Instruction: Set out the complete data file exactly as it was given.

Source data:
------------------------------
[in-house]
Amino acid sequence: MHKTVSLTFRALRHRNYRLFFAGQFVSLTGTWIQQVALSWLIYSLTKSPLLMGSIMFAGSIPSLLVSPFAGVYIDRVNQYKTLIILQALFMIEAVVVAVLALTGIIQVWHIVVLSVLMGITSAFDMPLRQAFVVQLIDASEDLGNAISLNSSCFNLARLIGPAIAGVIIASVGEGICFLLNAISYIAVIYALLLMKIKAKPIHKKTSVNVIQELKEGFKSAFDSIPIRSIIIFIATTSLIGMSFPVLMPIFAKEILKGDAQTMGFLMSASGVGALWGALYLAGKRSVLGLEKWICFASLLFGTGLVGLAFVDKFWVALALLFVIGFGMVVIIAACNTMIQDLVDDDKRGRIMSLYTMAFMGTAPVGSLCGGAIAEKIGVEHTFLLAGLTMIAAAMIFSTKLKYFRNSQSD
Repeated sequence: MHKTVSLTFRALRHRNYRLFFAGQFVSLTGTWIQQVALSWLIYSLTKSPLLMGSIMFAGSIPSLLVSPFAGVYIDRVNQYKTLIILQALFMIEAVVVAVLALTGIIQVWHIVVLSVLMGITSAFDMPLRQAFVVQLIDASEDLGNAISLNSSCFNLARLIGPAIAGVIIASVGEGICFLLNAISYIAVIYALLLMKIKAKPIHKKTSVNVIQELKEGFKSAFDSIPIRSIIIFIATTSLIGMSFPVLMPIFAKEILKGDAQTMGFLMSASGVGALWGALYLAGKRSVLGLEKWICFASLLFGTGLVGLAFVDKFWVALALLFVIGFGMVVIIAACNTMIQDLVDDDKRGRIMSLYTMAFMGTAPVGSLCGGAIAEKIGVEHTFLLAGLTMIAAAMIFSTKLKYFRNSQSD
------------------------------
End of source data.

[in-house]
Amino acid sequence: MHKTVSLTFRALRHRNYRLFFAGQFVSLTGTWIQQVALSWLIYSLTKSPLLMGSIMFAGSIPSLLVSPFAGVYIDRVNQYKTLIILQALFMIEAVVVAVLALTGIIQVWHIVVLSVLMGITSAFDMPLRQAFVVQLIDASEDLGNAISLNSSCFNLARLIGPAIAGVIIASVGEGICFLLNAISYIAVIYALLLMKIKAKPIHKKTSVNVIQELKEGFKSAFDSIPIRSIIIFIATTSLIGMSFPVLMPIFAKEILKGDAQTMGFLMSASGVGALWGALYLAGKRSVLGLEKWICFASLLFGTGLVGLAFVDKFWVALALLFVIGFGMVVIIAACNTMIQDLVDDDKRGRIMSLYTMAFMGTAPVGSLCGGAIAEKIGVEHTFLLAGLTMIAAAMIFSTKLKYFRNSQSD
Repeated sequence: MHKTVSLTFRALRHRNYRLFFAGQFVSLTGTWIQQVALSWLIYSLTKSPLLMGSIMFAGSIPSLLVSPFAGVYIDRVNQYKTLIILQALFMIEAVVVAVLALTGIIQVWHIVVLSVLMGITSAFDMPLRQAFVVQLIDASEDLGNAISLNSSCFNLARLIGPAIAGVIIASVGEGICFLLNAISYIAVIYALLLMKIKAKPIHKKTSVNVIQELKEGFKSAFDSIPIRSIIIFIATTSLIGMSFPVLMPIFAKEILKGDAQTMGFLMSASGVGALWGALYLAGKRSVLGLEKWICFASLLFGTGLVGLAFVDKFWVALALLFVIGFGMVVIIAACNTMIQDLVDDDKRGRIMSLYTMAFMGTAPVGSLCGGAIAEKIGVEHTFLLAGLTMIAAAMIFSTKLKYFRNSQSD